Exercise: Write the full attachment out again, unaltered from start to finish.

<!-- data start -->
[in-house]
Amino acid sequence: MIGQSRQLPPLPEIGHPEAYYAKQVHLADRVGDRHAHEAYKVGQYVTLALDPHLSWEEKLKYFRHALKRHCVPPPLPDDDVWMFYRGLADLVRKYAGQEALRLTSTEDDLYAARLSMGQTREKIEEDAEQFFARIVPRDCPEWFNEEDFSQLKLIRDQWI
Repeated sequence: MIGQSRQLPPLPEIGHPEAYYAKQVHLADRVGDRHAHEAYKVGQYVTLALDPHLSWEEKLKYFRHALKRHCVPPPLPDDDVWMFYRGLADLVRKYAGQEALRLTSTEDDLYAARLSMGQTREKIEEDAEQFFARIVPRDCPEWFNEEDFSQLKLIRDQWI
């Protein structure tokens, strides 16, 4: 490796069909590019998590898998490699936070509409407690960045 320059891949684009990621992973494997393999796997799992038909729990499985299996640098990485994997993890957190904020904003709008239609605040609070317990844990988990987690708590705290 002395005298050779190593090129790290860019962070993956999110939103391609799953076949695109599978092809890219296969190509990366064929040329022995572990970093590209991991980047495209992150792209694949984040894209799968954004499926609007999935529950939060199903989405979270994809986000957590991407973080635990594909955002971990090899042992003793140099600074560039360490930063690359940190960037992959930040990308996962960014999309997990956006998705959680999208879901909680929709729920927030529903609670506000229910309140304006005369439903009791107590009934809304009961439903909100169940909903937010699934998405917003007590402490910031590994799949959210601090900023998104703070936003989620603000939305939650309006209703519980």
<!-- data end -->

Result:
[in-house]
Amino acid sequence: MIGQSRQLPPLPEIGHPEAYYAKQVHLADRVGDRHAHEAYKVGQYVTLALDPHLSWEEKLKYFRHALKRHCVPPPLPDDDVWMFYRGLADLVRKYAGQEALRLTSTEDDLYAARLSMGQTREKIEEDAEQFFARIVPRDCPEWFNEEDFSQLKLIRDQWI
Repeated sequence: MIGQSRQLPPLPEIGHPEAYYAKQVHLADRVGDRHAHEAYKVGQYVTLALDPHLSWEEKLKYFRHALKRHCVPPPLPDDDVWMFYRGLADLVRKYAGQEALRLTSTEDDLYAARLSMGQTREKIEEDAEQFFARIVPRDCPEWFNEEDFSQLKLIRDQWI
């Protein structure tokens, strides 16, 4: 490796069909590019998590898998490699936070509409407690960045 320059891949684009990621992973494997393999796997799992038909729990499985299996640098990485994997993890957190904020904003709008239609605040609070317990844990988990987690708590705290 002395005298050779190593090129790290860019962070993956999110939103391609799953076949695109599978092809890219296969190509990366064929040329022995572990970093590209991991980047495209992150792209694949984040894209799968954004499926609007999935529950939060199903989405979270994809986000957590991407973080635990594909955002971990090899042992003793140099600074560039360490930063690359940190960037992959930040990308996962960014999309997990956006998705959680999208879901909680929709729920927030529903609670506000229910309140304006005369439903009791107590009934809304009961439903909100169940909903937010699934998405917003007590402490910031590994799949959210601090900023998104703070936003989620603000939305939650309006209703519980």